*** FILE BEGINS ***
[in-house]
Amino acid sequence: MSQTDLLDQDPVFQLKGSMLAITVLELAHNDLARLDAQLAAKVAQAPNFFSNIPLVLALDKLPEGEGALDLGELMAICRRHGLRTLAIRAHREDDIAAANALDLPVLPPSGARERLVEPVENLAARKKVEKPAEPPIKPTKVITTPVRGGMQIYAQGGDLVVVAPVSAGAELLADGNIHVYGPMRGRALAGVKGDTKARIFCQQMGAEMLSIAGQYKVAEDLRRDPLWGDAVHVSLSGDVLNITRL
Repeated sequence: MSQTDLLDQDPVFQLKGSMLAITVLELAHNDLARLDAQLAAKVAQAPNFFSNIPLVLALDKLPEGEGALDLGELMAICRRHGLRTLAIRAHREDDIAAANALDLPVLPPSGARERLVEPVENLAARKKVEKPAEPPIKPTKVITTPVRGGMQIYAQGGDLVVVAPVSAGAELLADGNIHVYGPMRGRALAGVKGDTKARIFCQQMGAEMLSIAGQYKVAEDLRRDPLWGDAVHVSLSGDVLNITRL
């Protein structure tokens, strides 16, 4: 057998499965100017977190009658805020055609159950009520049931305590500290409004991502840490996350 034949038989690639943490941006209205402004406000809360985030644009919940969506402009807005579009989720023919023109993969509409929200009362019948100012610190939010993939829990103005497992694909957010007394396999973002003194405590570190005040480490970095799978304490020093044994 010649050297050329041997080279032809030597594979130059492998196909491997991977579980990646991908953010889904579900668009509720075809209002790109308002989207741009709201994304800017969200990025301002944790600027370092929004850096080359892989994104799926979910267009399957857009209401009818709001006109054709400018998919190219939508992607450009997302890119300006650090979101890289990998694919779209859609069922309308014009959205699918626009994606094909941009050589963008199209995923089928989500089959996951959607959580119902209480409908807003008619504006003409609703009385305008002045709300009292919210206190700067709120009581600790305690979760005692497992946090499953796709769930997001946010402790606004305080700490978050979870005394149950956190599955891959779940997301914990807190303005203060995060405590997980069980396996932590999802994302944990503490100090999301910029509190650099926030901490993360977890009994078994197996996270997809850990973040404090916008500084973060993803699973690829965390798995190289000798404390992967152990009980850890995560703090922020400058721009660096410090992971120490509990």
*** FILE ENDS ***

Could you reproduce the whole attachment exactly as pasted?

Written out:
[in-house]
Amino acid sequence: MSQTDLLDQDPVFQLKGSMLAITVLELAHNDLARLDAQLAAKVAQAPNFFSNIPLVLALDKLPEGEGALDLGELMAICRRHGLRTLAIRAHREDDIAAANALDLPVLPPSGARERLVEPVENLAARKKVEKPAEPPIKPTKVITTPVRGGMQIYAQGGDLVVVAPVSAGAELLADGNIHVYGPMRGRALAGVKGDTKARIFCQQMGAEMLSIAGQYKVAEDLRRDPLWGDAVHVSLSGDVLNITRL
Repeated sequence: MSQTDLLDQDPVFQLKGSMLAITVLELAHNDLARLDAQLAAKVAQAPNFFSNIPLVLALDKLPEGEGALDLGELMAICRRHGLRTLAIRAHREDDIAAANALDLPVLPPSGARERLVEPVENLAARKKVEKPAEPPIKPTKVITTPVRGGMQIYAQGGDLVVVAPVSAGAELLADGNIHVYGPMRGRALAGVKGDTKARIFCQQMGAEMLSIAGQYKVAEDLRRDPLWGDAVHVSLSGDVLNITRL
């Protein structure tokens, strides 16, 4: 057998499965100017977190009658805020055609159950009520049931305590500290409004991502840490996350 034949038989690639943490941006209205402004406000809360985030644009919940969506402009807005579009989720023919023109993969509409929200009362019948100012610190939010993939829990103005497992694909957010007394396999973002003194405590570190005040480490970095799978304490020093044994 010649050297050329041997080279032809030597594979130059492998196909491997991977579980990646991908953010889904579900668009509720075809209002790109308002989207741009709201994304800017969200990025301002944790600027370092929004850096080359892989994104799926979910267009399957857009209401009818709001006109054709400018998919190219939508992607450009997302890119300006650090979101890289990998694919779209859609069922309308014009959205699918626009994606094909941009050589963008199209995923089928989500089959996951959607959580119902209480409908807003008619504006003409609703009385305008002045709300009292919210206190700067709120009581600790305690979760005692497992946090499953796709769930997001946010402790606004305080700490978050979870005394149950956190599955891959779940997301914990807190303005203060995060405590997980069980396996932590999802994302944990503490100090999301910029509190650099926030901490993360977890009994078994197996996270997809850990973040404090916008500084973060993803699973690829965390798995190289000798404390992967152990009980850890995560703090922020400058721009660096410090992971120490509990």